François-Philippe Champagne, Canada’s Minister of Infrastructure and Communities, announced funding for a project to protect communities along the Bow Valley in Alberta from debris flooding.
“Taking concrete steps to adapt to the impacts of climate change is more and more essential to ensuring a safe prosperous future for our kids and grandkids,” said François-Philippe Champagne, Minister of Infrastructure and Communities. “By investing in this important flood protection project, we are helping the communities of the Bow Valley get ahead of the problem. This important work will equip the community with the infrastructure it needs to better protect residents, become more resilient to future flooding events and greatly reduce the costs of recovery following extreme weather incidents.”
In June 2013, extreme rain and snow melt resulted in a large debris flood that caused millions of dollars in damages to communities in the Bow Valley, closed major transportation routes, and damaged local residences.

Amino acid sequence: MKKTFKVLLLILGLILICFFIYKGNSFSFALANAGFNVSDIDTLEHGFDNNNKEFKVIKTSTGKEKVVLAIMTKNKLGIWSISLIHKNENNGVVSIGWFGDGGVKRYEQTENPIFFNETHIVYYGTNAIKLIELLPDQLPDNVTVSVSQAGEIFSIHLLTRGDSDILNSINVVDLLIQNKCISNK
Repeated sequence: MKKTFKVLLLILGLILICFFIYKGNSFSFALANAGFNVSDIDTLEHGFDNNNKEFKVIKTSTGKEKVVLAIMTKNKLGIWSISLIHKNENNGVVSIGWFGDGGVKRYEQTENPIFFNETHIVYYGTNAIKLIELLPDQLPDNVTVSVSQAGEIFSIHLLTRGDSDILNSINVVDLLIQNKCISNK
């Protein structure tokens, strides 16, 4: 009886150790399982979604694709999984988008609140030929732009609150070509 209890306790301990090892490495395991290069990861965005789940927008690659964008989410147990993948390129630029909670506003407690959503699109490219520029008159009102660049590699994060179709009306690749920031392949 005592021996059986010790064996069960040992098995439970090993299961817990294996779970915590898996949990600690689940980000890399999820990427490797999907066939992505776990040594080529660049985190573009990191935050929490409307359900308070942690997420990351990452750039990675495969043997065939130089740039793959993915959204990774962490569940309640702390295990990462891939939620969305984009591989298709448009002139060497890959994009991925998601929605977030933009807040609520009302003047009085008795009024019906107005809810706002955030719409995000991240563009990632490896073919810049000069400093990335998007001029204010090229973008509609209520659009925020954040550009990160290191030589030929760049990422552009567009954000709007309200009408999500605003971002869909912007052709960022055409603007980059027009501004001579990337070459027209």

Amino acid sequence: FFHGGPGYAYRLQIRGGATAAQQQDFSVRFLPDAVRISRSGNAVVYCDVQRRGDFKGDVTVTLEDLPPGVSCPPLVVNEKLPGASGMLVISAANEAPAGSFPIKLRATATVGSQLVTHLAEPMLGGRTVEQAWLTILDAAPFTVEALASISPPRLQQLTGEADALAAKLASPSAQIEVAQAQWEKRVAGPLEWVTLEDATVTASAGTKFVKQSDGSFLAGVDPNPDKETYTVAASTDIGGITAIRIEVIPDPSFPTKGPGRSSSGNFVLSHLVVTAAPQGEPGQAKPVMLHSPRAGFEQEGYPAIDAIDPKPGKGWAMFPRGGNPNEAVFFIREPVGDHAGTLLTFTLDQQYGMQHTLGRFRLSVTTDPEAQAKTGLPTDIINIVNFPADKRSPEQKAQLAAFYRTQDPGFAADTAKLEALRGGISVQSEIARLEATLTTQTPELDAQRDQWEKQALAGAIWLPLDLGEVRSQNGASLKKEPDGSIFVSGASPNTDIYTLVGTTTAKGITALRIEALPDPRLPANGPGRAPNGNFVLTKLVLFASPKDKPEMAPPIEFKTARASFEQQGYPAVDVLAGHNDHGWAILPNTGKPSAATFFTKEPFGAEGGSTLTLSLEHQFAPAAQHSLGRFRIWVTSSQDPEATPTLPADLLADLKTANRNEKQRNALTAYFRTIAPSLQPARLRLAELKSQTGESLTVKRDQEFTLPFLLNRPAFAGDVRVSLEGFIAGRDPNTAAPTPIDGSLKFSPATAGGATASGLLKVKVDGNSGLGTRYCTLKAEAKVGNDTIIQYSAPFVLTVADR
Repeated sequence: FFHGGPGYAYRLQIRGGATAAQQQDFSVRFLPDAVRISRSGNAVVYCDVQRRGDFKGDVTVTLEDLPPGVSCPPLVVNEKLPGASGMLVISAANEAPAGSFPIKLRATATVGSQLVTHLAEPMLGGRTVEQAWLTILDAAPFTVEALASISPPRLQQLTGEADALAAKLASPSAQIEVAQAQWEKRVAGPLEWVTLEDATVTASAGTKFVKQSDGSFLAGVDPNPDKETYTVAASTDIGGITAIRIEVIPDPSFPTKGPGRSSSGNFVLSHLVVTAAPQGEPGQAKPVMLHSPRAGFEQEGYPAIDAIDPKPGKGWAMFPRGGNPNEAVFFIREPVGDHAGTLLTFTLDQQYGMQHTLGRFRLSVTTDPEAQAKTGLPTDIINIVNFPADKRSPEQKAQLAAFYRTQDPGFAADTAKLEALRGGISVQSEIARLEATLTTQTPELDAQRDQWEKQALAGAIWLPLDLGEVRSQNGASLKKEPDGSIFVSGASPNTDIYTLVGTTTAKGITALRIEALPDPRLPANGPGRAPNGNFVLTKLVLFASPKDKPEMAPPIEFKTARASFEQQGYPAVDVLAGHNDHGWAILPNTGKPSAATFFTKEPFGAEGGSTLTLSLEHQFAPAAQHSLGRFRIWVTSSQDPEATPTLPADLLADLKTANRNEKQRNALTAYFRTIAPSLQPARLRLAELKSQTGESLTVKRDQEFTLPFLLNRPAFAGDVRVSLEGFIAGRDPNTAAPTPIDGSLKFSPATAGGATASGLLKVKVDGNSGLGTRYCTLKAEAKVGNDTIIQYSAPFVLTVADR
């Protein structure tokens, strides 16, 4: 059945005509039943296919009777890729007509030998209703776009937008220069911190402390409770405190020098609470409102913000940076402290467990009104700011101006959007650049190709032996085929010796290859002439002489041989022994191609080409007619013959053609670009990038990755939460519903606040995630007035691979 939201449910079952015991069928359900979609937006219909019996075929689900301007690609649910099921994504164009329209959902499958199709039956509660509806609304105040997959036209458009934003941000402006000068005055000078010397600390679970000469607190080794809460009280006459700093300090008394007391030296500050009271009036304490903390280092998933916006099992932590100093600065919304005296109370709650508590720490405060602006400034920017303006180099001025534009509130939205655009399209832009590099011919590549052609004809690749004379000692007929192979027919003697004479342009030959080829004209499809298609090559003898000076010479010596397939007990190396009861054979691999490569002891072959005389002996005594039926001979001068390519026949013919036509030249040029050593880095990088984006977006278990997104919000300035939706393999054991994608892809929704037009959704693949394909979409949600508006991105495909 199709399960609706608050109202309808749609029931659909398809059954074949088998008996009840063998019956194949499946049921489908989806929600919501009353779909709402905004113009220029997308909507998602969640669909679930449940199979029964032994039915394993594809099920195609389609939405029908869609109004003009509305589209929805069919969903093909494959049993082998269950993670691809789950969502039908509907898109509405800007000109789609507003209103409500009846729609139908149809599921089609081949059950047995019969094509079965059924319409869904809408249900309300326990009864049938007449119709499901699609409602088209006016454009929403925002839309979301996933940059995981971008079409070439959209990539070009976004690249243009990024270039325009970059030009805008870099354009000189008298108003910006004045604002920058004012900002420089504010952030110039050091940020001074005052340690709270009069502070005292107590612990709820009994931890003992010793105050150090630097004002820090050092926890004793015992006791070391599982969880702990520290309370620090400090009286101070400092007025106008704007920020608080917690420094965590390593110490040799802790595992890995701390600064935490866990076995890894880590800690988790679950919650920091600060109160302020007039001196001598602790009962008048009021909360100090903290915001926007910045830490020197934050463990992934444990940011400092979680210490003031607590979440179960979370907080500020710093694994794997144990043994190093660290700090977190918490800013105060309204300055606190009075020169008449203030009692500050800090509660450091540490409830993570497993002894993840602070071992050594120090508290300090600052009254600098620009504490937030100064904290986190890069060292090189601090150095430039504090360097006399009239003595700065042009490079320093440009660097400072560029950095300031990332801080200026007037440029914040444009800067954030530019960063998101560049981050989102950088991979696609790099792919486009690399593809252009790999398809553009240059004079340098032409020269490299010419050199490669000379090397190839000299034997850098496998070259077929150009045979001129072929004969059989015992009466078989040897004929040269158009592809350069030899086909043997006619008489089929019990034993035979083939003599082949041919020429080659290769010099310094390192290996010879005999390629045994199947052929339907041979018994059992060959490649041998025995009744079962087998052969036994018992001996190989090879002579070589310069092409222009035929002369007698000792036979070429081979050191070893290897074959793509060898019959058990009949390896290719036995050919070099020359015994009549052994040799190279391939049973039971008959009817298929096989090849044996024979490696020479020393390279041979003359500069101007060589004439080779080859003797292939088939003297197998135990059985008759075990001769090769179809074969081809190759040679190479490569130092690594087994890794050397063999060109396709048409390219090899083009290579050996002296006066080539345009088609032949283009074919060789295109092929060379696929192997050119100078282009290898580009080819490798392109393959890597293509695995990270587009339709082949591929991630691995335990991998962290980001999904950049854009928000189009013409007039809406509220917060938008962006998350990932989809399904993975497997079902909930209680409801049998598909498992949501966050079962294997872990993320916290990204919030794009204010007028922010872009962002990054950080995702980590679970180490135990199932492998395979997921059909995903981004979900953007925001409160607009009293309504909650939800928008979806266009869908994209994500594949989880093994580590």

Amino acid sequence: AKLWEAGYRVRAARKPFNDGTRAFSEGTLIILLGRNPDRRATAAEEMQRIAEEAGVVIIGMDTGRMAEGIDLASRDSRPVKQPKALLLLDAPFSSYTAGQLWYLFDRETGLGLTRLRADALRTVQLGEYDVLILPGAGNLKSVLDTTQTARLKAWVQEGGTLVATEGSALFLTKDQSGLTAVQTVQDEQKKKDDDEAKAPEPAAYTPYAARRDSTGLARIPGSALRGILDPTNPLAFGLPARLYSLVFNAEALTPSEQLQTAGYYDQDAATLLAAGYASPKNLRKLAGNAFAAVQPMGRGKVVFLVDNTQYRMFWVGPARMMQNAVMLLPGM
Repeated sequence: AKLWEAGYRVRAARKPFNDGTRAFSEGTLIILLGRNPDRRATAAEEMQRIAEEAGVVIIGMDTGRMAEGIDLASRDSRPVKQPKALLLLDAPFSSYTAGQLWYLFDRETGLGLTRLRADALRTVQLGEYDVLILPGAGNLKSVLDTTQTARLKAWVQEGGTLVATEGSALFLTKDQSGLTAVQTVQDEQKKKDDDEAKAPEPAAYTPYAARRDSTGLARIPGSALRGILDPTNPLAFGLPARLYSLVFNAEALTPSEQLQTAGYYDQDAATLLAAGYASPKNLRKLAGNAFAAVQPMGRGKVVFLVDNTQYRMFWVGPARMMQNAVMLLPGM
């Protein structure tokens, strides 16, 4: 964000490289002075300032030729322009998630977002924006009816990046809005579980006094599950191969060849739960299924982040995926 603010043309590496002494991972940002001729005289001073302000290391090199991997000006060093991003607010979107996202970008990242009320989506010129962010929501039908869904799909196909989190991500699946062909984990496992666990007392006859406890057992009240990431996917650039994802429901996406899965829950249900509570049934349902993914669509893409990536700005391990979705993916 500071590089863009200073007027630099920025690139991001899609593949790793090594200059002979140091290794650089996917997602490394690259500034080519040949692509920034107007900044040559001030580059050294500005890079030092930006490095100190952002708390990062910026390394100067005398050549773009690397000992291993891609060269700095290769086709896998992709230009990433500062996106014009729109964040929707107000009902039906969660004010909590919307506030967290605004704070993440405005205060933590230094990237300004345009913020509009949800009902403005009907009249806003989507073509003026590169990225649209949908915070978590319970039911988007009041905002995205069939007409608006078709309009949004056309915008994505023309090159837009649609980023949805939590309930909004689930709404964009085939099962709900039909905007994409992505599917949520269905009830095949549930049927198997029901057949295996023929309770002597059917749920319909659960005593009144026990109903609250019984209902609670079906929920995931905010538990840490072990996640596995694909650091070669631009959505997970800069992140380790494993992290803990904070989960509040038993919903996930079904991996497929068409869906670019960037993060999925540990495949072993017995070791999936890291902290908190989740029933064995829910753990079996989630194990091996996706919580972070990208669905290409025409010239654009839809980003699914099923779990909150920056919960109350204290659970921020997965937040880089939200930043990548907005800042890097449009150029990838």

This project involves reinforcing flood mitigation structures along several steep mountain creeks in the Bow Valley to reduce the risks of debris flooding. It also involves re-vegetation and bio-engineering work to control erosion problems.
Once complete, residents of Canmore and the Municipal District of Bighorn will have peace of mind knowing that measures have been taken to reduce the risks and damage caused by debris flows and debris floods. This will protect local residences, businesses, and transportation routes.
“I am very pleased the Government of Canada has recognized the magnitude of the large-scale flood reduction projects required by our two municipalities to reduce the hazards posed by steep creeks in our communities,” said Dene Cooper, Reeve of the Municipal District of Bighorn. “Reducing the risk to loss of life, infrastructure, and property is our top priority. Having the federal government alongside with funding will make our communities safer and more resilient in the face of future extreme weather events occurring in the Bow Valley.”
The Government of Canada is contributing $13,760,000 to this project through the Disaster Mitigation and Adaptation Fund (DMAF). DMAF is a $2-billion, 10-year program to help communities build the infrastructure they need to better withstand natural hazards such as floods.